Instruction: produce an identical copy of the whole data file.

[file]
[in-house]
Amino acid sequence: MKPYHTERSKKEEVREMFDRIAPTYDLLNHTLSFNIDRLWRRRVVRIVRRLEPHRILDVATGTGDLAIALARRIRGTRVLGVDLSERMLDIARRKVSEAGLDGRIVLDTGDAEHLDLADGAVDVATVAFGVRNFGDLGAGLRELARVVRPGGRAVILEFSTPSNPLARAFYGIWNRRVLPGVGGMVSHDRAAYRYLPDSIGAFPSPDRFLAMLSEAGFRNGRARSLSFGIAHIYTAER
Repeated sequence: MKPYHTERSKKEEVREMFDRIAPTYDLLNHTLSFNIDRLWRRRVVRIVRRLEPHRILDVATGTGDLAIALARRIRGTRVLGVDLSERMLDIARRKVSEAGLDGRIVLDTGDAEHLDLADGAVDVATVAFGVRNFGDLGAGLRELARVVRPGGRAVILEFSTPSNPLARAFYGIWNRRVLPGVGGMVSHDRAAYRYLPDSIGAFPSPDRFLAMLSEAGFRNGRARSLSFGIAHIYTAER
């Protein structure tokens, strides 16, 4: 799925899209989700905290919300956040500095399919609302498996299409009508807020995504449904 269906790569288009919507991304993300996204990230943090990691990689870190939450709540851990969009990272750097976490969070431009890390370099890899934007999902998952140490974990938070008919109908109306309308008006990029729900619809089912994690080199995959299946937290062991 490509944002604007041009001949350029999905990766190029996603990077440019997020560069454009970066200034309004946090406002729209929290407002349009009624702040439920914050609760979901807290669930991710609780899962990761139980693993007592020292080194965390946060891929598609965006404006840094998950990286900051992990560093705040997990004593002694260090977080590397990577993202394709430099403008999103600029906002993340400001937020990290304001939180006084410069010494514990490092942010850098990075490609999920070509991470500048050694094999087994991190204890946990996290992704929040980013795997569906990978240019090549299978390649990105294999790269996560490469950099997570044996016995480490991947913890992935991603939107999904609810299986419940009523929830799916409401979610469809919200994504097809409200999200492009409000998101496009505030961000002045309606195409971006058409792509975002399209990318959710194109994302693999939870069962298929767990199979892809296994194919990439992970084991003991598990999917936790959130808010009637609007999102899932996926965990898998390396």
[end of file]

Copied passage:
[in-house]
Amino acid sequence: MKPYHTERSKKEEVREMFDRIAPTYDLLNHTLSFNIDRLWRRRVVRIVRRLEPHRILDVATGTGDLAIALARRIRGTRVLGVDLSERMLDIARRKVSEAGLDGRIVLDTGDAEHLDLADGAVDVATVAFGVRNFGDLGAGLRELARVVRPGGRAVILEFSTPSNPLARAFYGIWNRRVLPGVGGMVSHDRAAYRYLPDSIGAFPSPDRFLAMLSEAGFRNGRARSLSFGIAHIYTAER
Repeated sequence: MKPYHTERSKKEEVREMFDRIAPTYDLLNHTLSFNIDRLWRRRVVRIVRRLEPHRILDVATGTGDLAIALARRIRGTRVLGVDLSERMLDIARRKVSEAGLDGRIVLDTGDAEHLDLADGAVDVATVAFGVRNFGDLGAGLRELARVVRPGGRAVILEFSTPSNPLARAFYGIWNRRVLPGVGGMVSHDRAAYRYLPDSIGAFPSPDRFLAMLSEAGFRNGRARSLSFGIAHIYTAER
């Protein structure tokens, strides 16, 4: 799925899209989700905290919300956040500095399919609302498996299409009508807020995504449904 269906790569288009919507991304993300996204990230943090990691990689870190939450709540851990969009990272750097976490969070431009890390370099890899934007999902998952140490974990938070008919109908109306309308008006990029729900619809089912994690080199995959299946937290062991 490509944002604007041009001949350029999905990766190029996603990077440019997020560069454009970066200034309004946090406002729209929290407002349009009624702040439920914050609760979901807290669930991710609780899962990761139980693993007592020292080194965390946060891929598609965006404006840094998950990286900051992990560093705040997990004593002694260090977080590397990577993202394709430099403008999103600029906002993340400001937020990290304001939180006084410069010494514990490092942010850098990075490609999920070509991470500048050694094999087994991190204890946990996290992704929040980013795997569906990978240019090549299978390649990105294999790269996560490469950099997570044996016995480490991947913890992935991603939107999904609810299986419940009523929830799916409401979610469809919200994504097809409200999200492009409000998101496009505030961000002045309606195409971006058409792509975002399209990318959710194109994302693999939870069962298929767990199979892809296994194919990439992970084991003991598990999917936790959130808010009637609007999102899932996926965990898998390396």